Not In God’s Name


The Torah may be filled with more anger, hate and murderous ideologies than the New Testament and Quran, but does it not marvel the mind that the one religion based on this specific text displays exponentially less violence in the world than both Islam and Christianity combined?

History tells the painful story of insane hate crimes done in the name of God. Atheistic philosophers will relish in the ‘fact’ that religion is a source of international violence. Yet, what they miss is simply that what causes Islamic Jihad, or other forms of religious violence, is not an expression of what a religion is on an inherent level.

Sacks, as he so often does, offers an exploration into the roots of violence. His biblical analysis demonstrates that religiously inspired terrorism is rooted in a grand misreading of the bible. It is only when one misreads holy text does one conclude that God wants blood and war. His dissection of biblical figures and rivalries highlights the deepest truths we can live with: peace in light of difference. Cain and Abel, Isaac and Ishmael, Jacob and Esav, Joseph and his brothers, Rachel and Leah  – these rivalries were solved in a profound way. Yet, this insight is only gained upon deeper examination of the text. And, why should it not be? Should we only allow ourselves to delve deeper into the equations of quantum theory but not in biblical text?  Read deeper into the text, for there rests the truth.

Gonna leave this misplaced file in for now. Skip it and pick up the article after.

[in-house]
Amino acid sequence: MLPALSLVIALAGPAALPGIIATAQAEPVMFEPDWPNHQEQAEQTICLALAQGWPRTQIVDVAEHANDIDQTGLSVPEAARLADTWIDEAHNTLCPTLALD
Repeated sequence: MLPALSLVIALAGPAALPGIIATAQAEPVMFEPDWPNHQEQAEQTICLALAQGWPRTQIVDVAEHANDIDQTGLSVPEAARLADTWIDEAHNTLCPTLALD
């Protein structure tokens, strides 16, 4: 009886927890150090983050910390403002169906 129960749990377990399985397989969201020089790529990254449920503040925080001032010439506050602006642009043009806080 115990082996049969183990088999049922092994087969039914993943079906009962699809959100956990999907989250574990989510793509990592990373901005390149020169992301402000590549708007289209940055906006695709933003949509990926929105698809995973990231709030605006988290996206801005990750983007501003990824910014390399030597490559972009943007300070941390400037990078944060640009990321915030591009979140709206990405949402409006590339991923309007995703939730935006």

Sacks offers a unique view at sibling rivalry in the Torah as a foundation for competition and hate between Abrahamic faiths. Although  God might have chosen Isaac, says Sacks, but his brother Ishmael joined him to bury their father Abraham; Jacob might have stolen Isaac’s blessing from Esav, but the aggressive brother is also blessed; Judah tried to kill his brother Joseph, but is forgiven.

As we move forth, we may keep our own identities, but we must acknowledge the existence of the other in the context of being our brother. Ishmael is part of the family. Islam and Judaism are rooted in unity, whether we like it or not. We must recognize The Other, for only then are we fulfilling the essential purpose of the text we are aiming to serve to begin with. Yes, live the paradox.

Categories: Ayden Jacob, Philosophy of ReligionTags: , ,

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